The government’s proposed ban on letting agency fees levied on tenants - and the possibility that they may instead fall on landlords - will not deter ex-pat investors according to Skipton International bank.
The Guernsey-registered bank has been offering buy to let mortgages for British expats since 2014. Since then, over £100 million has been lent to British expats around the world and over 600 buy to let mortgages have been completed.
“The majority of British expats buy property in the UK as a long term investment. While the rental from a property services the mortgage, the long term capital gains tend to be much more important for expats when thinking about buying a property” according to Jim Coupe, the bank’s managing director.
“As far as our customer base goes, previous changes to buy to let such as the 3% stamp duty levy on buy to let properties last April, have had little effect on expat investors. Indeed, we have seen the number of enquiries from British expats, and the value of loans, grow substantially this year” he adds.
In the two months from September 2016, Skipton International has had an 80 per cent increase in applications from British expats, in part due to the devaluation of Sterling.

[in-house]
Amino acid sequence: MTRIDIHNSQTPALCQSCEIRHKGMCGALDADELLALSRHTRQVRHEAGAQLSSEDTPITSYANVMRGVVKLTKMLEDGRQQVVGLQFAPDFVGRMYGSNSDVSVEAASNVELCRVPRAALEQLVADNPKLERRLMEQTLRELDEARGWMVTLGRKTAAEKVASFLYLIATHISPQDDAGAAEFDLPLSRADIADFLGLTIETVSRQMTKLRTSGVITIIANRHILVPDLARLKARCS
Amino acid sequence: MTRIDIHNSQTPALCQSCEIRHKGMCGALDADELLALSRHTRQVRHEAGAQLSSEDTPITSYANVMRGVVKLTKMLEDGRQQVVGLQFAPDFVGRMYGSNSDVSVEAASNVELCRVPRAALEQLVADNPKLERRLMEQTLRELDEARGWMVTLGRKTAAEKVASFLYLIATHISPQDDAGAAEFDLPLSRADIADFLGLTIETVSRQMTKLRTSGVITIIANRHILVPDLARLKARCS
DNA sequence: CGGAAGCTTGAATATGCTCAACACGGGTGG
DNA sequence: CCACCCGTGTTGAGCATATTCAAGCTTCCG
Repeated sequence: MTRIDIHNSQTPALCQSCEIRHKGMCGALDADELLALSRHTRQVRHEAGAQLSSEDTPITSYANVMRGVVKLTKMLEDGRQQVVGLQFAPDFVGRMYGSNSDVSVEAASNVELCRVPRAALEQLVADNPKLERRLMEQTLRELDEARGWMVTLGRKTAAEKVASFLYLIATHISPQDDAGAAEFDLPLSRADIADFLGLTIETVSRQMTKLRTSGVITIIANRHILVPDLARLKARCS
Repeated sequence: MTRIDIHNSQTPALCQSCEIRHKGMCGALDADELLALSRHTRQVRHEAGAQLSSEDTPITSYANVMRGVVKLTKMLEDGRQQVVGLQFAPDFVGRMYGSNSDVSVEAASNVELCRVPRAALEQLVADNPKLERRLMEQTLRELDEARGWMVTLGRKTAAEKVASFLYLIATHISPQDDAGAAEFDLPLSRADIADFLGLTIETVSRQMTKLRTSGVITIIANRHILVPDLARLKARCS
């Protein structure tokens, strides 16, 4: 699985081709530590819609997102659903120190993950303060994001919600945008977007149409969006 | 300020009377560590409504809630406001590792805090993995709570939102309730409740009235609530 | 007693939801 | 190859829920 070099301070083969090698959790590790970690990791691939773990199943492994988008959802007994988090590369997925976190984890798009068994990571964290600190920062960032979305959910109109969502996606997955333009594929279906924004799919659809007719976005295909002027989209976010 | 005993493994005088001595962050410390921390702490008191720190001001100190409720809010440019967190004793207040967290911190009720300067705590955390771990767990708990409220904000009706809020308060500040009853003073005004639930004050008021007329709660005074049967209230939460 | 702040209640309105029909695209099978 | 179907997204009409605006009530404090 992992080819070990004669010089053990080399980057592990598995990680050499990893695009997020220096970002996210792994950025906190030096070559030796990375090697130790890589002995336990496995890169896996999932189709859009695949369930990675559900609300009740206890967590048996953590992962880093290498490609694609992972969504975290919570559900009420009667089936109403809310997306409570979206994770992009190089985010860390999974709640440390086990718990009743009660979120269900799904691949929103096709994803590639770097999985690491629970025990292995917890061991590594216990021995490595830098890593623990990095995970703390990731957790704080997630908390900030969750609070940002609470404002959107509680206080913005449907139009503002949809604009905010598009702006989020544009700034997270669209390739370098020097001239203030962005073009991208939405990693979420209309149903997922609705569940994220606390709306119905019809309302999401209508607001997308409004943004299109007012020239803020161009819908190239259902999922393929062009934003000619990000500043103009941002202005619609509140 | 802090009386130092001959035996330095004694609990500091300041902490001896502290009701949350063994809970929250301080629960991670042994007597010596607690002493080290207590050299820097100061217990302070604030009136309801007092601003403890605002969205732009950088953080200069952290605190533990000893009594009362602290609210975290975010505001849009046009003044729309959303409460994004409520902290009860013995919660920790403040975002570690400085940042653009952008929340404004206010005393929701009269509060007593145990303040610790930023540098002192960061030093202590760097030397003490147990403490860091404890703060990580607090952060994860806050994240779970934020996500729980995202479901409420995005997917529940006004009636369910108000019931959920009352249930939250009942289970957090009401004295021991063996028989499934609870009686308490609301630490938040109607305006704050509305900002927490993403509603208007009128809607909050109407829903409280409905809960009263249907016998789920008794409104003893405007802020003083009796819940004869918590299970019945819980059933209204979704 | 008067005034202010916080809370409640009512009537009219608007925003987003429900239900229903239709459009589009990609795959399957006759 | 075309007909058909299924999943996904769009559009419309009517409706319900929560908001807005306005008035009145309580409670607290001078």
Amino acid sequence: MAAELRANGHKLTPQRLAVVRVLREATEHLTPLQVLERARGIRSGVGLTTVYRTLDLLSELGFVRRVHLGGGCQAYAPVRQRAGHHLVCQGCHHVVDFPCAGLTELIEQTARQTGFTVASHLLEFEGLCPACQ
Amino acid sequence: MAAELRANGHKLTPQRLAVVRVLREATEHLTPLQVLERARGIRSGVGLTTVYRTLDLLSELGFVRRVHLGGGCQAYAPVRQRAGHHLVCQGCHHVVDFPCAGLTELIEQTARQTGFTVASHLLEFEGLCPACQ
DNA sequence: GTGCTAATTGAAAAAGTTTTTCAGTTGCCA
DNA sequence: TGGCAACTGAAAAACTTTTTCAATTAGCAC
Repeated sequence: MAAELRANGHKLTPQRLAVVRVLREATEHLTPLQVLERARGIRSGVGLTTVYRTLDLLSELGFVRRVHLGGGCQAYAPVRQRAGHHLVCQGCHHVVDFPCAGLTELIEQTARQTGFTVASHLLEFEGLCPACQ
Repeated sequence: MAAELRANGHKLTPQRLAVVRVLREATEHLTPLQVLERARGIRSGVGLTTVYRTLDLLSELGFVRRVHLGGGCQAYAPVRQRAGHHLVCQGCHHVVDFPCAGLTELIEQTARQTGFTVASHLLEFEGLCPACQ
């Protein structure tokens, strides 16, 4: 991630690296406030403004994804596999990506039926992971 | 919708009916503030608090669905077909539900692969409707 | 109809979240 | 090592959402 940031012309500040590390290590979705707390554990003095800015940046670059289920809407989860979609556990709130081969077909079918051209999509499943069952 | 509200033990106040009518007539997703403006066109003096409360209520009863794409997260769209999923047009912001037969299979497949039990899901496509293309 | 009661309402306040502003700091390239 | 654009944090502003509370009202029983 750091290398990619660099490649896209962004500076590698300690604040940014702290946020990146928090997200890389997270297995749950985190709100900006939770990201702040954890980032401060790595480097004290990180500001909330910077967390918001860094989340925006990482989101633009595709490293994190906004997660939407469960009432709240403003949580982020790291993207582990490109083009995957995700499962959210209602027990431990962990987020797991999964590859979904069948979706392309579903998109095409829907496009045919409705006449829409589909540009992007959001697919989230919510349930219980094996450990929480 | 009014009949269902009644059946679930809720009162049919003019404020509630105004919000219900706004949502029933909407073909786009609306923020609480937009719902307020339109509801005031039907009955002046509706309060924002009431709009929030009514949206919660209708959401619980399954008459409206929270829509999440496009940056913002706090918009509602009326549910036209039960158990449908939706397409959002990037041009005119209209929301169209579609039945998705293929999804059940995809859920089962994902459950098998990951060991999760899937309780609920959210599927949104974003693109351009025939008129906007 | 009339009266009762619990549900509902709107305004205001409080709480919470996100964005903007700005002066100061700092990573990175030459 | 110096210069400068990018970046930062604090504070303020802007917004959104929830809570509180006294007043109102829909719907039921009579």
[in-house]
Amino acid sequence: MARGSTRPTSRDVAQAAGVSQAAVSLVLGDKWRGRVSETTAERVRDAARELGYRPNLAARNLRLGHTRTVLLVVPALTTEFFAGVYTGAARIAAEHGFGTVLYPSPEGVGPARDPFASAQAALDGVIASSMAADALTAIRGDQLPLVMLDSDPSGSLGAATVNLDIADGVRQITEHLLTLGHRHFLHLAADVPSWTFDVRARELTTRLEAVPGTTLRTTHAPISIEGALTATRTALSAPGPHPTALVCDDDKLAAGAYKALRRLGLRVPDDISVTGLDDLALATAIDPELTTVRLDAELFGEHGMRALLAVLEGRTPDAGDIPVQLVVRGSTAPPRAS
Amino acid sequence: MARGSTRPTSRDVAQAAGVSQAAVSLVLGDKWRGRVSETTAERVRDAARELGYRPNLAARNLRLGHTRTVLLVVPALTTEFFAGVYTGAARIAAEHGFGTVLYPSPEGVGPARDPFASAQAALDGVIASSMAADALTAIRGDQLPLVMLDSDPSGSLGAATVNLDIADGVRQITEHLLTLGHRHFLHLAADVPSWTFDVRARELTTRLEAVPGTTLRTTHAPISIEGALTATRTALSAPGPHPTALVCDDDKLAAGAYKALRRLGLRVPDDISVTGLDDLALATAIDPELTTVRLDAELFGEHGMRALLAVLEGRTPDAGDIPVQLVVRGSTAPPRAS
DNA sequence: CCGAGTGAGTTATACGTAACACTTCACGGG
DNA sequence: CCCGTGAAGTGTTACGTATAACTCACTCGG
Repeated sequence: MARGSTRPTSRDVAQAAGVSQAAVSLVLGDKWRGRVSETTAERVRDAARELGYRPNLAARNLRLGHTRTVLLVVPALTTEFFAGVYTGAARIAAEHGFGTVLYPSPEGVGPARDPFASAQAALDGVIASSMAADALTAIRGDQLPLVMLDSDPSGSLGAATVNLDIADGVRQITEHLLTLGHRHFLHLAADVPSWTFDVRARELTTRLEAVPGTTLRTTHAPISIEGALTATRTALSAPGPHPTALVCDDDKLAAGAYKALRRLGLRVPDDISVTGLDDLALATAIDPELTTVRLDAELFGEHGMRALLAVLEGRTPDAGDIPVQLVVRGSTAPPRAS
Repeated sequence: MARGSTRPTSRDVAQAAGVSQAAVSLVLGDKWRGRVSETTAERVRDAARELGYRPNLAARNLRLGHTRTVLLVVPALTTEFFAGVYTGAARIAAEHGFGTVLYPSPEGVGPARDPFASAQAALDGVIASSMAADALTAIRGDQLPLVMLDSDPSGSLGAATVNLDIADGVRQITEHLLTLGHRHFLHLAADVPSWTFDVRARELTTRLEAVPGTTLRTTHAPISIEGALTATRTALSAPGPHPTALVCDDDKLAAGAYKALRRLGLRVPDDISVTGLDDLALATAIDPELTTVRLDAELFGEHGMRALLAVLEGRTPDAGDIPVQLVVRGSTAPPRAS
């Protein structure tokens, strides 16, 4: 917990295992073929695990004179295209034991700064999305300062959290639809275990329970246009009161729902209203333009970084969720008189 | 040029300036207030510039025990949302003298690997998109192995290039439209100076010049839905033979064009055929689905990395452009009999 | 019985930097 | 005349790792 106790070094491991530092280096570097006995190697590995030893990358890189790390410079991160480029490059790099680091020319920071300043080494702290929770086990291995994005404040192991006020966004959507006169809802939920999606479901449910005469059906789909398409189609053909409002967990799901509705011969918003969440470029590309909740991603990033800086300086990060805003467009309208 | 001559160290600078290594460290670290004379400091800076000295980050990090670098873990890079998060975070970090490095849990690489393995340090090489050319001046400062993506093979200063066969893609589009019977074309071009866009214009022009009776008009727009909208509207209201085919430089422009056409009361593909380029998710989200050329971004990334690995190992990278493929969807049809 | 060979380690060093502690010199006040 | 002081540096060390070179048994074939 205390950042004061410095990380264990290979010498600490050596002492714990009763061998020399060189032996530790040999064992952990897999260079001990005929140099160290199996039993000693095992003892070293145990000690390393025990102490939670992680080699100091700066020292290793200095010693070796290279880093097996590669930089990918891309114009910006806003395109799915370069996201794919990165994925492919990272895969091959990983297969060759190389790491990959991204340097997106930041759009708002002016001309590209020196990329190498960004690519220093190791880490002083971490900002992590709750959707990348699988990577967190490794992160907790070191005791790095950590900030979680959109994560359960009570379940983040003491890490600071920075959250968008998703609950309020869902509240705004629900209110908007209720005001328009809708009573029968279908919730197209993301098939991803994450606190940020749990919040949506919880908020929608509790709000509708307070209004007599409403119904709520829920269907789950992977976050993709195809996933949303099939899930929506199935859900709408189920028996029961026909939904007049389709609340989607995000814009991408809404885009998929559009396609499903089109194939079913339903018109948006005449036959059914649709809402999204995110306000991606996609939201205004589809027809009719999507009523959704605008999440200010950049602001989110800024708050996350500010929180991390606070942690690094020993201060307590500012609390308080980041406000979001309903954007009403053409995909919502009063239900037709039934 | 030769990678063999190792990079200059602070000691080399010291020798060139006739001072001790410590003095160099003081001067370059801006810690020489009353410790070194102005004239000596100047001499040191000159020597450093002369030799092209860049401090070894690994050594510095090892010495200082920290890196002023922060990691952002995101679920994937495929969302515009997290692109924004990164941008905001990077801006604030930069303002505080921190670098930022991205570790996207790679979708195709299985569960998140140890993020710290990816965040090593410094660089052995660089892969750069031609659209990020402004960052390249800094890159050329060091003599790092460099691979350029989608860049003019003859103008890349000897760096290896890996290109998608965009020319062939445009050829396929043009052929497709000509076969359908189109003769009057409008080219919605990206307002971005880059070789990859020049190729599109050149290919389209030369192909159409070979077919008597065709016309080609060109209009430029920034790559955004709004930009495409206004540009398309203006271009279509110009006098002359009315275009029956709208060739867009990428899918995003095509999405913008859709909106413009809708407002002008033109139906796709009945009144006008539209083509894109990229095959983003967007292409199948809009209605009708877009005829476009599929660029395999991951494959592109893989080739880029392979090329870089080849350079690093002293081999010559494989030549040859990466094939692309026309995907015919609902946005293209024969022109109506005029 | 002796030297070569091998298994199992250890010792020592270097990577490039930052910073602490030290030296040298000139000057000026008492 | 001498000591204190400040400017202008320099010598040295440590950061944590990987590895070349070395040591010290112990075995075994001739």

“Enquiries have been up from British expats all over the world, but in particular from the Gulf” suggests Coupe.
“In the first nine months of the year, the value of buy to let mortgage enquiries from British expats based in Kuwait increased by 130 per cent on the whole of 2015, while it doubled in Oman and rose by 37 per cent from the United Arab Emirates. We experienced a similar increase in demand from expats in Europe, with double the number of enquiries from Spain, and substantial increases from Germany, France and Switzerland too.”
Earlier this year, Skipton opened up their mortgages to self-employed applicants and also expanded their eligible country list, enabling more British expats to access its mortgages.